Sharp readers of my blog will probably notice that I’ve used one of the book-stitching techniques I mentioned in “Making Stuff…” on my current project “Time Tavern” (here’s a link to some Time Tavern posts; stitching the book here and more progress here.)
And here’s a panoramic photo of me along with Sweetie and one of our friends (the 4th friend was taking the photo) outside the bookstore Annie Bloom’s Books in Portland Oregon. http://www.annieblooms.com/
Delighted that my artist book “The Rabbit” has been published in its entirety in Issue 7 of Small Po[r]tions journal! You can see it directly here: https://smallportionsjournal.com/2017/02/10/sue-clancy-the-rabbit/
A problem I’ve had as a professional artist who does fine art commissions – is that often the project is a secret. Which means even though my day (and mind) is filled with drawings, paper patterns and colors related to my commission I can’t talk about it online. No posting “in progress” photos because it’d spoil the surprise for somebody.
But still the Social Media Beast must be fed.
I’ve solved this problem – in hopefully an amusing way – by posting my short-narrative work (see my last post as an example), or something about one of my artist books…Here’s a page I particularly like today from my book Dr. Bob’s Emotional Repair Program First Aid Kit:
Or posting a page from my sketchbook – like this one – which also happens to be an ebook page from my Coffee Table Book – (by the way, it is also a very good recipe for lunch):
Or posting something about one of my pattern designs: The art apparel with my pattern designs that I do for VIDA really do have my signature on them! You can see my entire signature collection here: http://shopvida.com/collections/sue-clancy
Sue Clancy’s “signature collection” of art apparel really does have a signature! See the whole collection here: http://shopvida.com/collections/sue-clancy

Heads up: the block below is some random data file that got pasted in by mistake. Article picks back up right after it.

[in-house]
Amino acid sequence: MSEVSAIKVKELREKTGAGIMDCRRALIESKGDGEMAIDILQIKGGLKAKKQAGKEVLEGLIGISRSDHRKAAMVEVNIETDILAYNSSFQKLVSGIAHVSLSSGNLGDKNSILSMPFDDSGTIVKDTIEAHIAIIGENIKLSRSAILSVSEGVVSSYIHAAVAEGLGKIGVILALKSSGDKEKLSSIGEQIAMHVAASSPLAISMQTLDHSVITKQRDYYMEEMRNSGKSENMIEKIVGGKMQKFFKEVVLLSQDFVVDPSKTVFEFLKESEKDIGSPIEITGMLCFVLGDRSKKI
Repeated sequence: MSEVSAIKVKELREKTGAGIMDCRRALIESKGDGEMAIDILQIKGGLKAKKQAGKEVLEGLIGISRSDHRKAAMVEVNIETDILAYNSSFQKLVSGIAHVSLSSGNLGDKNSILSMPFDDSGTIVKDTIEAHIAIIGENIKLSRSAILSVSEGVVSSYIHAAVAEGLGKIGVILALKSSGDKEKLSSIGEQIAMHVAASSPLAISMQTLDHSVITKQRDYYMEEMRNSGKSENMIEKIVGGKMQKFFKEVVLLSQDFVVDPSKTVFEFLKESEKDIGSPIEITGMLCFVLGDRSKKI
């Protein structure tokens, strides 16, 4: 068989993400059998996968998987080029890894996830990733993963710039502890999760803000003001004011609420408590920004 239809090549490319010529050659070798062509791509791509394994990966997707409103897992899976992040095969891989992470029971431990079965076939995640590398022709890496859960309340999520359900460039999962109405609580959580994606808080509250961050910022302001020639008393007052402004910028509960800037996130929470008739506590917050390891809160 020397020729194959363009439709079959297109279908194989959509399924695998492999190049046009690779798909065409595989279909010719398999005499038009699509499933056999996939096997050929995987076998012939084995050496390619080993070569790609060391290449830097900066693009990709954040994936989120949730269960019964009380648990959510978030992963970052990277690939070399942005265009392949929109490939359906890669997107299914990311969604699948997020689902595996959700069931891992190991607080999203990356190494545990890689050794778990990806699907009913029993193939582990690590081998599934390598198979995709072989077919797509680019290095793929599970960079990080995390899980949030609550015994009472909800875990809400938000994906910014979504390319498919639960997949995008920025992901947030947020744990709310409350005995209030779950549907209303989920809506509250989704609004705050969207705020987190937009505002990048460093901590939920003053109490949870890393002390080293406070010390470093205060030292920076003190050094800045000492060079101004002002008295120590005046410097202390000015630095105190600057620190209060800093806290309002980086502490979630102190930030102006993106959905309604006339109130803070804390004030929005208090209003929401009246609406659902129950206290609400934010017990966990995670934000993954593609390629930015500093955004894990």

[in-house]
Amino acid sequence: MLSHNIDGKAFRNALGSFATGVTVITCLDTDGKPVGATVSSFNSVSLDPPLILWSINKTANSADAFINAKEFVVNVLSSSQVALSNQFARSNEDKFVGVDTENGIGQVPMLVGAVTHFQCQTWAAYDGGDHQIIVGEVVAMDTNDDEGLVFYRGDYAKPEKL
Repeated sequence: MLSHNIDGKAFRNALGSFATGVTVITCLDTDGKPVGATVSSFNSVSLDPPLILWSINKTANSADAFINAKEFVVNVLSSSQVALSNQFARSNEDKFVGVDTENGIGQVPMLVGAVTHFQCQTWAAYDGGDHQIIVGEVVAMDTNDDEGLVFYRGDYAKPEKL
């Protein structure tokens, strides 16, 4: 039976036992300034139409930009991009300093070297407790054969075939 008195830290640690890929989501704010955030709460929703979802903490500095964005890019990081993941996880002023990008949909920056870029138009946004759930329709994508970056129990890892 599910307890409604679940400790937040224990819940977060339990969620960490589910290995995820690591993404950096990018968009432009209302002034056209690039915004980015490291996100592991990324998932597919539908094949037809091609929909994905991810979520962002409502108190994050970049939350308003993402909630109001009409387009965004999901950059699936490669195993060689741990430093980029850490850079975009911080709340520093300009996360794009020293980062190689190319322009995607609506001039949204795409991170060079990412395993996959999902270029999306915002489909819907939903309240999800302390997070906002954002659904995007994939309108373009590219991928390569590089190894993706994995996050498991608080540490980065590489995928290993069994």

And now that I’ve told you my secret – and fed the Beast a bit – I’ll get back to work on my art commission.
Recently I took some of my artist books to the 23 Sandy Gallery in Portland Oregon. While I was there I saw the “Dead Feminists” exhibit by Jessica Spring and Chandler O’Leary. I’m talking exquisite hand drawn lettering, illustrations and printmaking employed as a way of celebrating women! And this exhibit also exists in a book titled Dead Feminists: Historical Heroines in Living Color published by Sasquatch Books.
Naturally I bought a copy.
The book – which you can purchase via their website http://www.deadfeminists.com/ and probably by book-sellers where-ever – is a wonderful nesting, interlocking set of artistic ideas. There’s the historical stuff about women (those dead feminists) who have done exceptional work towards advancing women’s rights. There’s the stuff about how artist’s Spring and Chandler worked to create the lettering, illustrations and the print production. Then there’s the stuff about what non-profit organizations (often women’s orgs) benefited from the sales of Spring and Chandler’s artwork.
It’s a beautiful depiction of how an artist (and a woman in whatever profession) can do her best work and benefit her community both immediately and in the future.
The book is a powerful reminder that we are each an essential contributor to life as we know it – or hope to know it.
Thank you Jessica Spring and Chandler O’Leary for your wonderful work! And thank you 23 Sandy Gallery for sharing it!
Now that I’ve finished reading this book I’ll go fetch my socks from where-ever they went when they were blown off.
Here’s a self-portrait I did this morning. (Aka: more short visual story/narrative practice.)
Self-portrait of the artist this morning. By Sue Clancy
I was looking in my files for some dog photos and found this graphic narrative I’d written and drawn some time ago. Since I’ve recently been practicing my “short narrative/ flash fiction/ nonsense” on this blog I thought you’d enjoy seeing this effort too!
A short autobiographical graphic narrative by Sue Clancy